“Copperhead,” a slight, talky picture, as chaste as a schoolhouse kiss, is emblematic of this absence. As antiwar dairy farmer Abner Beech (Billy Campbell) confronts his rebellious son (Casey Brown), pro-war neighbors, and the town’s wrathful abolitionist leader (Angus Macfadyen), Maxwell provides only oblique indications of the nation’s war footing. Certain of these are terrifically poignant; the best moment in the film may be a shot of the townspeople gathered in the main square, scanning lists of the Union dead for familiar names.
In avoiding the guts-and-glory excesses of the conventional war movie, “Copperhead” achieves an admirable historical veracity — the politics of the war writ small, tiny Shilohs and Antietams fought over the quality of milk and the rights of immigrants. This is more than can be said about “Killing Lincoln,” a National Geographic Channel docudrama based on Bill O’Reilly’s tendentious book of the same name, much less the historical fantasies of “Django Unchained” or “Abraham Lincoln: Vampire Hunter.” On a micro-budget scale, scrappy VOD title “Saving Lincoln” tells the story of a man dedicated to protecting the president by placing its actors against 3-D digital CineCollage settings created from historic photographs. Even Spielberg’s “Lincoln,” whose accuracy I defended in November, is far more effective as a rich, partial biography of a complicated president than as a document of the age in which it’s set.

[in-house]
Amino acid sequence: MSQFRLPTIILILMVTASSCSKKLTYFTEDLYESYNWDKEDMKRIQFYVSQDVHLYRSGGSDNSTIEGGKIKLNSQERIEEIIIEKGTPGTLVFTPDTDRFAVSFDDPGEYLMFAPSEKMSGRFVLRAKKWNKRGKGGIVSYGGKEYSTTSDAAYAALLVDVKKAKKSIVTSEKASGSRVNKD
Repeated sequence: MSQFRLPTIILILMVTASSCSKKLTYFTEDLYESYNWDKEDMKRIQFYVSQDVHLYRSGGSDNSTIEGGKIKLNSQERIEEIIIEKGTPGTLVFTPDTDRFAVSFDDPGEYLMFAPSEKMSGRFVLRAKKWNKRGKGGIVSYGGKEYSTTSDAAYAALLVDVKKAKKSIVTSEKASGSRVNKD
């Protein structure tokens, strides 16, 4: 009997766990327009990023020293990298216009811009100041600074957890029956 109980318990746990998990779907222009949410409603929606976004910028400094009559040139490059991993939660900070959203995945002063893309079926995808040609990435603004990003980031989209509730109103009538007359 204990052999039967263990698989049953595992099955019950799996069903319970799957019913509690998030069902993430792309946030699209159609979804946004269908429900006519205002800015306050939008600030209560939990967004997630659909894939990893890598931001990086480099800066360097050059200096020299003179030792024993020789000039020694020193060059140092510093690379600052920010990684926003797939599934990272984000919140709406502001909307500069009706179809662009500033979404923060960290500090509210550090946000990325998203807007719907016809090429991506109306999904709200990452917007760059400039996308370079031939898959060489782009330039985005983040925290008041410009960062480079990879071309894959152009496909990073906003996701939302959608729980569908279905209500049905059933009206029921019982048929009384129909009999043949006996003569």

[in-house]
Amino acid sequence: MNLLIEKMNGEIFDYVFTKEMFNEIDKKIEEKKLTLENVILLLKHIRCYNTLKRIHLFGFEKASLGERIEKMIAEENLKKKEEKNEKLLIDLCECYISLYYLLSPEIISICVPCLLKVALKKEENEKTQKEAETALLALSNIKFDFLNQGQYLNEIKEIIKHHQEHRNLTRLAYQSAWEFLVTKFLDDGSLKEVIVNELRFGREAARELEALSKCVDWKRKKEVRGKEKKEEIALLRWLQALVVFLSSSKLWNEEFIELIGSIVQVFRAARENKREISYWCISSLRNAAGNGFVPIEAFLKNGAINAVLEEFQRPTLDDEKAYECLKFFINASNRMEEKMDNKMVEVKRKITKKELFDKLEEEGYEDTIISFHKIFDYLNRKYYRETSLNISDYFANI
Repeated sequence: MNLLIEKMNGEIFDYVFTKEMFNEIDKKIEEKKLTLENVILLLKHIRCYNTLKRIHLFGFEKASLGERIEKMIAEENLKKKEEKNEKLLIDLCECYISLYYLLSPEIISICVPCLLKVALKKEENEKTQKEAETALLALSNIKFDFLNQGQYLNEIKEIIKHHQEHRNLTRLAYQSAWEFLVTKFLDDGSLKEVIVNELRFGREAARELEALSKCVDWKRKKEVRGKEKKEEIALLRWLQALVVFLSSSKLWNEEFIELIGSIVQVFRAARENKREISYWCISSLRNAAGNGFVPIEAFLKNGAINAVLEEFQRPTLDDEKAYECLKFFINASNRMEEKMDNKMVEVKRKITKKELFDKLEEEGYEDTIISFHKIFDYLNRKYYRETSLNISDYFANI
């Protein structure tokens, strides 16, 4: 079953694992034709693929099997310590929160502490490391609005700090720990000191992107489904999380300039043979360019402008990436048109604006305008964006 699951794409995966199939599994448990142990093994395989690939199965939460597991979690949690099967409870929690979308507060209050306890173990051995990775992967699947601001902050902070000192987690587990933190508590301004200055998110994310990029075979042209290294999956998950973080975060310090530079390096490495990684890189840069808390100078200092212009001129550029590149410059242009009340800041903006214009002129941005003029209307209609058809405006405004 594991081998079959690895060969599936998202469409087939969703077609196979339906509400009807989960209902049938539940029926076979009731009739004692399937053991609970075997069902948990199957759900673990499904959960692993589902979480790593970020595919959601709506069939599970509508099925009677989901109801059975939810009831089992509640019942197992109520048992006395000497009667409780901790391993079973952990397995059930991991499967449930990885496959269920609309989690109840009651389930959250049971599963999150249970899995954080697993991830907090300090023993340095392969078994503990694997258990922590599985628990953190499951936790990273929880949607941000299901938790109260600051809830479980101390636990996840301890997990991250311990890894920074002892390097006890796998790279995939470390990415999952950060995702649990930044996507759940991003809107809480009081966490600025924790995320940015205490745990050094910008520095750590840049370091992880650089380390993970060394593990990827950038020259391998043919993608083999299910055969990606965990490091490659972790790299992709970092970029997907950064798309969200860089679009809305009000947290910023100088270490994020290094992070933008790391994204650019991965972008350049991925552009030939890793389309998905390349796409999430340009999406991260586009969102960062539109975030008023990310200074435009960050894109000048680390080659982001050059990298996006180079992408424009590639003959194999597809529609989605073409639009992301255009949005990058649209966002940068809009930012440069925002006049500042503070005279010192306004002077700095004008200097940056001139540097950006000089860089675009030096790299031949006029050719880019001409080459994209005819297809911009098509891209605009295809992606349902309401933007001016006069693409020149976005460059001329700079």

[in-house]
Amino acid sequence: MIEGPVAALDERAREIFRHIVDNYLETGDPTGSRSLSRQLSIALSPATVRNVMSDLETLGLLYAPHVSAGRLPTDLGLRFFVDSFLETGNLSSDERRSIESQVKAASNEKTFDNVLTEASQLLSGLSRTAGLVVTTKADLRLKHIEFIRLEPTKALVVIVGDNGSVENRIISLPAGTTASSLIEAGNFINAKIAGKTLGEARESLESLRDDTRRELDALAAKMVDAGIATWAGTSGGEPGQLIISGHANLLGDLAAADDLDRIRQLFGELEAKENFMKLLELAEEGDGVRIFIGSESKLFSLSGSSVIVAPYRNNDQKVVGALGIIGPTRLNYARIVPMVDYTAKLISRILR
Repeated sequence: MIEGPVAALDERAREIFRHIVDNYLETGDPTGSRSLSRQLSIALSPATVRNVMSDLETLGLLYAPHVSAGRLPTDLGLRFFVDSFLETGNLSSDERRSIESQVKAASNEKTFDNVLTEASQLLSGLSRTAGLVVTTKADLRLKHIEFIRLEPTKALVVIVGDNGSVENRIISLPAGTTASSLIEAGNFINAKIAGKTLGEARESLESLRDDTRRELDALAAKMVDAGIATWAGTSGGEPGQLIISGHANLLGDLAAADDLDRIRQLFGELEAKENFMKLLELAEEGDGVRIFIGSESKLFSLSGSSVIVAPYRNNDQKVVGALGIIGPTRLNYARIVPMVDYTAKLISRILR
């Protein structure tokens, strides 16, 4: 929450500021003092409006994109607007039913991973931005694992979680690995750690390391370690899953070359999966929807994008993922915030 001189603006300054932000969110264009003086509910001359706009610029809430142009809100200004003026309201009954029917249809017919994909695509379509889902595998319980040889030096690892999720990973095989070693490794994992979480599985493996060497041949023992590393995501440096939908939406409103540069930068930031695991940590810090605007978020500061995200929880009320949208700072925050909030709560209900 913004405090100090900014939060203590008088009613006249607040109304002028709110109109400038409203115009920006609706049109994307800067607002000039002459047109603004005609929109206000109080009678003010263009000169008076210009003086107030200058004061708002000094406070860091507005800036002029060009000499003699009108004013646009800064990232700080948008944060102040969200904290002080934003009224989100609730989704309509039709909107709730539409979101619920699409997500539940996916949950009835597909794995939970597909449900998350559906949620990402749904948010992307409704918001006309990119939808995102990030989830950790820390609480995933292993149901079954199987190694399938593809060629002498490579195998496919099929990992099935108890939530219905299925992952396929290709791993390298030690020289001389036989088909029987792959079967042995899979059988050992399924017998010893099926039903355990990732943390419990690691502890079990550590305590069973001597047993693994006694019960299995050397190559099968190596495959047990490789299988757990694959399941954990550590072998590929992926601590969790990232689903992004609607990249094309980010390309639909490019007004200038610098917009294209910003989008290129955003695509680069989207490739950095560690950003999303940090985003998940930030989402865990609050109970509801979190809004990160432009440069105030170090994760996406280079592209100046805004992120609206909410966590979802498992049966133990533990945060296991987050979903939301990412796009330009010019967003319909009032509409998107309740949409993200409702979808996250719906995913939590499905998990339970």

Yet the homefront melodrama of “Copperhead” is a fabulist’s war story, too. The film culminates in a grief-stricken, frankly hectoring sermon whose central thesis — all opinions are equally valid as long as you share them politely — defies the very history it depicts. Like the Stations-of-the-Cross Abe who sinks the final minutes of “Lincoln,” the loyal presidential bodyguard whose devotion animates “Saving Lincoln,” or the bloody inversion of slavery’s brutality that colors the cotton in “Django,” “Copperhead” aches for moral clarity.
This ache is at the heart of our collective obsession with the Civil War era: it is part of the relative invisibility of the war itself in these films, the relative absence of enslaved men and women, the hiding of individual and collective struggle behind abstractions and analogies. Righteous fantasy is this subgenre’s cruising altitude.
Indeed, this proffered dreamscape is the topic’s enduring appeal, perhaps the main reason why the volume of new productions and their blockbuster box office and ratings numbers suggest an audience much broader than avid history buffs. Since the days of “The Birth of a Nation” and “Gone with the Wind,” Civil War-era movies have proven fertile ground for the playing out of Manichean contemporary politics: segregationist, integrationist, Black Power, “post-racial.”